Muang Ngoi Neua

24 11 2009
On the Nam Ou

On the Nam Ou

We arrived in Muang Ngoi Neua after a very scenic one-hour boat trip from Nong Khiaw.  We had clear blue skies and the river was smooth.  The scenery was really amazing.  Muang Ngoi Neua is accessible only by river, so there are no vehicles and only limited amounts of electricity.  This makes the town very relaxed.  The one main dirt road runs parallel to the river and is very popular with backpackers.  The town has many restaurants catering to travelers, but is a very nice place to spend some time. Read the rest of this entry »

Nong Khiaw, Laos

21 11 2009
Nong Khiaw

Nong Khiaw

From Luang Prabang we took a slow boat up the Mekong river, and then made a turn up the Nam Ou river.  Before leaving Luang Prabang, we got a bag full of sandwiches and an early morning piece of roast chicken.  Our only regret was not getting more of the excellent roast chicken for our river journey.   We spent a few hours on the boat to get to Nong Khiaw, although you can get there cheaper and quicker by bus,  we were eager to do some river cruising.  We spent a few nice days here before heading further up the Nam Ou to the popular stop of Muang Ngoi Neua. Read the rest of this entry »

Luang Prabang

19 11 2009
Luang Prabang fruit market

Luang Prabang fruit market

We took a long bus ride from Vang Vieng up to Luang Prabang, through some great mountain scenery along a long and winding road. Luang Prabang is further north in Laos on the Mekong River, and was once the capital of Laos. The city has a great mix of Lao temples and French Indochinese villa-style architecture. There is a large street market with excellent food and handicrafts. On the first day we arrived the weather was very hot, but the remaining days were cold and rainy. Read the rest of this entry »

Vang Vieng, Laos

16 11 2009
Vang Vieng

Vang Vieng and the Nam Song river

Going to Vang Vieng is not a part of seeing the “real” Laos. Let us be clear, Vang Vieng is a place for young foreigners to gather with other westerners in order to party and frolic on the river. The big event is to go tubing down the river. OK, this is actually the second biggest thing to do, after going to the riverside bars for the “spring-break” atmosphere and crazy swings along the river. In the past Vang Vieng was also a prime stop for those wishing to ingest “happy shakes” and watch endless re-runs of Friends, but the police have cracked down and so all items “happy” are not as publicly advertised as they may have been in the past. However, Vang Vieng earned its reputation as a tourist mecca because the tranquil river and surrounding countryside of beautiful karst mountains makes for a very nice setting.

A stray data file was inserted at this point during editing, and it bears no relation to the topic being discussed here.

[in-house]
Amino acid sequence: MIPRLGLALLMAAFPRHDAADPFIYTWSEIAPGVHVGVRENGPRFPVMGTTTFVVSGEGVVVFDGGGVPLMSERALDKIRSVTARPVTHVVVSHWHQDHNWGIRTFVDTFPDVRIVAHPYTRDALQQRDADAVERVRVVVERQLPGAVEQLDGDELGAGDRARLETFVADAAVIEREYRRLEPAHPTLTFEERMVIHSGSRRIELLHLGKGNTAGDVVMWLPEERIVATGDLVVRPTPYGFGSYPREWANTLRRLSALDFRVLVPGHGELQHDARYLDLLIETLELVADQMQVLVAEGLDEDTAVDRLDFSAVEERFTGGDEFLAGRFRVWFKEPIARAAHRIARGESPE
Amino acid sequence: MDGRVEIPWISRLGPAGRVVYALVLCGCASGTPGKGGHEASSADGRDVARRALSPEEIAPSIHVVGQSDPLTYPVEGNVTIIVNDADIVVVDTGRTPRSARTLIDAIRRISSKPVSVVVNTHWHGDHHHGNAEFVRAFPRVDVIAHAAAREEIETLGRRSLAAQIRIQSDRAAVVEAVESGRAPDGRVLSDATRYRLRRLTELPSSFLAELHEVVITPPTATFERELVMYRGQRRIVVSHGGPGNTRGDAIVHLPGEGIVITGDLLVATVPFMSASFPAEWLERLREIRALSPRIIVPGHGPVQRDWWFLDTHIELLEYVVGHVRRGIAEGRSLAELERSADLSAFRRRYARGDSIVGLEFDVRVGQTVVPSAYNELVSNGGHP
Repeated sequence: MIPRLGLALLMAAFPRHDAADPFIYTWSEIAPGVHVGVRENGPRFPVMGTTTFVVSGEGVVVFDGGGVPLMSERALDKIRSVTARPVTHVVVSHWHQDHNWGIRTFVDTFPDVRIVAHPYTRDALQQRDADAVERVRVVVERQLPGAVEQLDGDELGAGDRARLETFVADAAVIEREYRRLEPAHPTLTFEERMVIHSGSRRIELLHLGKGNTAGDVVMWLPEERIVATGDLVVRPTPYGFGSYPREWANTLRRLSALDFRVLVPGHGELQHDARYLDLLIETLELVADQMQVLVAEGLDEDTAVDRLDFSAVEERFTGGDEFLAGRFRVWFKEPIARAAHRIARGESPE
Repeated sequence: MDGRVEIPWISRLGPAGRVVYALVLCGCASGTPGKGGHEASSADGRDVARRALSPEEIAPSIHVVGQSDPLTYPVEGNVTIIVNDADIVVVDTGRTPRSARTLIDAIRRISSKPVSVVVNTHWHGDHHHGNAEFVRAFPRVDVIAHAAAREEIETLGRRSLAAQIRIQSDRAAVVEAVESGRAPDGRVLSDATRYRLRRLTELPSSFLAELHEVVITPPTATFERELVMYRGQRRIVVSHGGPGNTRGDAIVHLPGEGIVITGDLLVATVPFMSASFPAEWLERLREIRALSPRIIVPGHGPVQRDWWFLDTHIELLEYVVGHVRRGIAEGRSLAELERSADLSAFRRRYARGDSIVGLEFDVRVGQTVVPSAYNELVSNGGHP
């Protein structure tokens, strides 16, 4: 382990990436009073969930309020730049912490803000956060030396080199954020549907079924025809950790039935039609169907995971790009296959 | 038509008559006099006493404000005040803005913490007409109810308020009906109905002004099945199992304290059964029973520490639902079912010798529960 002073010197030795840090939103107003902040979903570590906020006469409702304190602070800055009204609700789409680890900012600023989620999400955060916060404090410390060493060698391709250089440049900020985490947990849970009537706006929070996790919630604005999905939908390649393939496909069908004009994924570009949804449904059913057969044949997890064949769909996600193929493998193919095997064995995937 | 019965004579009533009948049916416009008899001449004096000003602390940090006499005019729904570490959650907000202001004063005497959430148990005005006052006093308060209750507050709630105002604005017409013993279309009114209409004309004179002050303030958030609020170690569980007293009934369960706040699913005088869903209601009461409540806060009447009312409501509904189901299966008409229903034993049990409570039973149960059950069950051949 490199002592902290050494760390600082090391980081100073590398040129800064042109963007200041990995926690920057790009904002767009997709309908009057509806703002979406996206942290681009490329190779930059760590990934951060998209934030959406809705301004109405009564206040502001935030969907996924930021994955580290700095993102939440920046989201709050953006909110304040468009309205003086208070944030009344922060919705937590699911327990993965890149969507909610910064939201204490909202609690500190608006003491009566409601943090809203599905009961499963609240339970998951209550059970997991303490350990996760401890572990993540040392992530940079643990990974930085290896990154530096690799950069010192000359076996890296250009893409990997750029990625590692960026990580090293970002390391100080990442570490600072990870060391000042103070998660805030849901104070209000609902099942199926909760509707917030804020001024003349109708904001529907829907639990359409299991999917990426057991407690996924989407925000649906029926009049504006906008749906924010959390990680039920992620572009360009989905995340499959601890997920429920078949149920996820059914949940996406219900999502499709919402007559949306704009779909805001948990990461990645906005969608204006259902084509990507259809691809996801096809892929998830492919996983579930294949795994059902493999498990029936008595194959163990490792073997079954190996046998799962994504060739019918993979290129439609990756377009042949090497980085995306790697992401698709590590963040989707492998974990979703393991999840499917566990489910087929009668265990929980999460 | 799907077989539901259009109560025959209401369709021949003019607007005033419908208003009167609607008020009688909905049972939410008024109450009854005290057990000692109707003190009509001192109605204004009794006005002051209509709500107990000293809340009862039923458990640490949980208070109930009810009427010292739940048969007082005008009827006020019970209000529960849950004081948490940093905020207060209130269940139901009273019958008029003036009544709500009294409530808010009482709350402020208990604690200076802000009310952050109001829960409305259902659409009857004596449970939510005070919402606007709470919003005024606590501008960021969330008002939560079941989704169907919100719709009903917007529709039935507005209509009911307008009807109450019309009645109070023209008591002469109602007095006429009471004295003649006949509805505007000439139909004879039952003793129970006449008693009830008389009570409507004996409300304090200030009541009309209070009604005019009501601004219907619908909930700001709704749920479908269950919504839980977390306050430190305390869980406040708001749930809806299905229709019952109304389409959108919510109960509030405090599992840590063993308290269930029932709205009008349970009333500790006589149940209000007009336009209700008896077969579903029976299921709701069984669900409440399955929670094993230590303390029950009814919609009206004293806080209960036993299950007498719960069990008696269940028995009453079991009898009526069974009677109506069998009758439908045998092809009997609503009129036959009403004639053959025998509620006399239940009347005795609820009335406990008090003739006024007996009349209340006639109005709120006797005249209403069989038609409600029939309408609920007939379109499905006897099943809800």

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Vientiane, Laos

11 11 2009
Jar of jam?

Jar of jam?

We took a quick flight from Siem Reap to Vientiane ($120) on Lao Airlines (possible motto: It is not as bad as you think). The plane was new and the flight went smoothly. Actually, security at the Cambodian Siem Reap Airport was very thorough.  They carefully went through Alexa’s carry-on bag, even checking her book to see if it hid anything, looked in the pack of cards, and finally took away our tweezers. Read the rest of this entry »

Angkor Wat

7 11 2009

1dancingFrom the capital of Phnom Penh, we traveled by bus north to the city of Siem Reap, the gateway to the great Angkor Wat complex. We bought a three-day entrance ticket ($40) to the vast Angkor Wat complex  spent every-other day exploring the ruins by bicycle, resting between long days in the sun.  We rented bicycles and spent the days riding between the ruins and exploring the various temples and sites that make up the impressive Angkor Wat complex. Read the rest of this entry »

Phnom Penh, Cambodia

3 11 2009

1boatWe arrived in Phnom Penh on a boat from Chau Doc via the Mekong River. As we pulled into the dock, colorful long-boats were racing in the river as a part of a water festival. We disembarked and made our way through the streets to our hotel.  Alexa went to the national museum as Jason was feeling ill and stayed in the room. Read the rest of this entry »